In the method decodeSampledBitmapFromResource we just read the images with inJustDecodeBounds enabled. Thus, options contain the image size, but the image itself is not readable. Actually, that’s where we save 66 meters. Next, we pass the options object with image size data to the calculateInSampleSize method. And we also convey the width and height of the image that we need to get on the output. The calculateInSampleSize method calculates (and places in inSampleSize) the image reduction ratio. Next, we turn off inJustDecodeBounds and get a bitmap that will be reduced to the size we need.

method calculateInSampleSize the input receives an options object that contains data about the actual size of the image. Also included are reqWidth and reqHeight, in which we pass the sizes we want.

First, the method checks that the actual image sizes are more than we need. Then the ratio starts to adjust. To do this, it calculates half the width and height of the image, divides them by a factor and checks that the result fits in the dimensions we need. If it does not moisten, the coefficient increases by two and again goes to check. This cycle runs until half the width and height of the image divided by the factor get into the dimensions we need.

Or you can interpret the logic a little differently. The cycle finds us a factor whose use will give us the size that fits in. And then we roll this factor a step back to get a size that will be a little more than necessary.

As a result, this method will determine the factor so that the image is as close to the required size as possible, but there would be more of them, not smaller. The size should turn out more necessary, so as not to lose the quality of the image when displayed. The smaller the image would have to stretch, the better the quality.

We will not be able to get exactly the dimensions we need, because the coefficient must be a multiple of two.

rewrite the method readImage using these methods:

  private void readImage() {
      int px = getResources().getDimensionPixelSize(R.dimen.image_size);
      File file = new File(Environment.
      Bitmap bitmap = decodeSampledBitmapFromResource(file.getAbsolutePath(), px, px);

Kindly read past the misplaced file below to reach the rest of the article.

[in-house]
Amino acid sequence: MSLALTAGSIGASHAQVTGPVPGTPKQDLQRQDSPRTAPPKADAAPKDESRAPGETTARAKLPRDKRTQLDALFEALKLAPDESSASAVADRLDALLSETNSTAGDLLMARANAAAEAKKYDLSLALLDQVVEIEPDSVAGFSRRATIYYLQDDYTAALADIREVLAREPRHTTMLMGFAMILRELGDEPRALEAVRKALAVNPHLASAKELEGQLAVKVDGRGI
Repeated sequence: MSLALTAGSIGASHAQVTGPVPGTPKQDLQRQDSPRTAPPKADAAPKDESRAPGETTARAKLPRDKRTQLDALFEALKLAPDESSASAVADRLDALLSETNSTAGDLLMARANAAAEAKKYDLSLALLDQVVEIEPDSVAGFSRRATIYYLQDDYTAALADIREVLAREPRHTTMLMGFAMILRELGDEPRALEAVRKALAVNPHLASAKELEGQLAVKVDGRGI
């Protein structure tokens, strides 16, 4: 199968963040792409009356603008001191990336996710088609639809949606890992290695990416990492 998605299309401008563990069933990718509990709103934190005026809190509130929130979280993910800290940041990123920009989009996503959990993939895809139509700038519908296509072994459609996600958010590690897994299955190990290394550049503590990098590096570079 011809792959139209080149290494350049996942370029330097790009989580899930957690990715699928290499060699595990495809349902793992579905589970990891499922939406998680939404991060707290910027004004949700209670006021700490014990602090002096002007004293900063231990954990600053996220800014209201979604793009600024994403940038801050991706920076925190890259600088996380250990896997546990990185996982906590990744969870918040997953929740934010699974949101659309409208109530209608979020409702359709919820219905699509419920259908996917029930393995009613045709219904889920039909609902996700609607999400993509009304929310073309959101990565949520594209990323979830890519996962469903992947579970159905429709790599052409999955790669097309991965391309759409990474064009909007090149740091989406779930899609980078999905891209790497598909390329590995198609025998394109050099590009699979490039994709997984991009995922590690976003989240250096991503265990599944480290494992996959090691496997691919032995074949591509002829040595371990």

Log.d("log", String.format("Required size = %s, bitmap size = %sx%s, byteCount = %s", 
          px, bitmap.getWidth(), bitmap.getHeight(), bitmap.getByteCount()));

Run, look log:

Total memory = 3204
Required size = 600, bitmap size = 1428×747, byteCount = 4166
Total memory = 7412

It got much better. Based on density, our ImageView has a size of 600 px. And when reading the image, this size was taken into account. The image is now 1428×747 and weighs 4 megabytes. This is a perfectly acceptable result.

By the way, if the algorithm of the calculateInSampleSize method is not very clear, then take the real numbers and try to figure out everything on a piece of paper. The original size was 5712×2986 and the required size was 600×600.

So, we got 4 megabytes instead of 66. But this result can be slightly improved. Our image does not need transparency. Therefore, we can use the RGB_565 configuration instead of the default ARGB_8888. This will double the weight of bitmap twice (Lesson 157).

In the method decodeSampledBitmapFromResource we will add the following line before return:

options.inPreferredConfig = Bitmap.Config.RGB_565;

Run, look log:

Total memory = 3172
Required size = 600, bitmap size = 1428×747, byteCount = 2083
Total memory = 5296

It got even better, just 2 megabytes instead of 66, and the result is visually the same.

In principle, you can also createScaledBitmap to get the size you need. This can double the weight of Bitmap twice.

If, for example, we now reduce the size of ImageView to 100 dp, then we get the following data in the beam:

Total memory = 3176
Required size = 200, bitmap size = 714×374, byteCount = 521
Total memory = 3740

The image already weighs half a megabyte of everything, and the size = 714×374.

And finally, a couple of important points.

If you are writing, for example, an application – a graphics editor, then it really will need a lot of memory. In this case, you can manifest in tag add parameter largeHeap= “True”. Your application will be allocated more memory than usual. but this should be really the last resort before you optimize everything you can. You should not misuse this option and include it simply to get rid of OutOfMemory quickly.

Note the time difference between the logs we have in the app. It can be seen that image decoding can take several hundred ms. up to a few seconds. This is too long to perform the operation in the main thread. If you want to display several such pictures, then the delay UI will be quite noticeable. Therefore, decoding is recommended in separate thread. AsyncTask (Lesson 86) and AsyncTaskLoader (Lesson 135) help you.

In the next lesson:

– we use memory-cache
– We use the Picasso library